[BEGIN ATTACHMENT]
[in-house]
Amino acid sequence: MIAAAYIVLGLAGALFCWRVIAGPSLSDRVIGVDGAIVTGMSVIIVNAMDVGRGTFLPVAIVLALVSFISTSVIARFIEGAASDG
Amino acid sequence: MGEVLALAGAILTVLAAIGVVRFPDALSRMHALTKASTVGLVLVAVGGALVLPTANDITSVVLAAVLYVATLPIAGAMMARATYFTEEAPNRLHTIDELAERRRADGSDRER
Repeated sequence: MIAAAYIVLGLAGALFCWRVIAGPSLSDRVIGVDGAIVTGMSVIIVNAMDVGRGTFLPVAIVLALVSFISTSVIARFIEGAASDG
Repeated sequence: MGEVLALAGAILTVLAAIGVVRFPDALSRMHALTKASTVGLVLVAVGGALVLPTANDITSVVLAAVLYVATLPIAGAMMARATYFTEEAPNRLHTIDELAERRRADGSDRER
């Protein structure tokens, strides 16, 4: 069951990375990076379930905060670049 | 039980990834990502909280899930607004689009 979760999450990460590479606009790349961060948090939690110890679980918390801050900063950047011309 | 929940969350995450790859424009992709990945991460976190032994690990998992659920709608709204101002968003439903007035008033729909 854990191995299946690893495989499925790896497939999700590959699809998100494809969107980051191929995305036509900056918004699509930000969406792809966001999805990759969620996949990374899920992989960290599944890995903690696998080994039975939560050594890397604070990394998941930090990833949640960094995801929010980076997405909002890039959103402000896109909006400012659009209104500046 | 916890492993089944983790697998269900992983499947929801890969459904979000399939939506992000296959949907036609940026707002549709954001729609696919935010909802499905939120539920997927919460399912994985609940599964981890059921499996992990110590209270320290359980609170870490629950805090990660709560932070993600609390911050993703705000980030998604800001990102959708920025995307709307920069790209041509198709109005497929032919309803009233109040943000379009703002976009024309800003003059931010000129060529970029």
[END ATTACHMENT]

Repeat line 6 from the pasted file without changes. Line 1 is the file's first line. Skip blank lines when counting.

């Protein structure tokens, strides 16, 4: 069951990375990076379930905060670049 | 039980990834990502909280899930607004689009 979760999450990460590479606009790349961060948090939690110890679980918390801050900063950047011309 | 929940969350995450790859424009992709990945991460976190032994690990998992659920709608709204101002968003439903007035008033729909 854990191995299946690893495989499925790896497939999700590959699809998100494809969107980051191929995305036509900056918004699509930000969406792809966001999805990759969620996949990374899920992989960290599944890995903690696998080994039975939560050594890397604070990394998941930090990833949640960094995801929010980076997405909002890039959103402000896109909006400012659009209104500046 | 916890492993089944983790697998269900992983499947929801890969459904979000399939939506992000296959949907036609940026707002549709954001729609696919935010909802499905939120539920997927919460399912994985609940599964981890059921499996992990110590209270320290359980609170870490629950805090990660709560932070993600609390911050993703705000980030998604800001990102959708920025995307709307920069790209041509198709109005497929032919309803009233109040943000379009703002976009024309800003003059931010000129060529970029």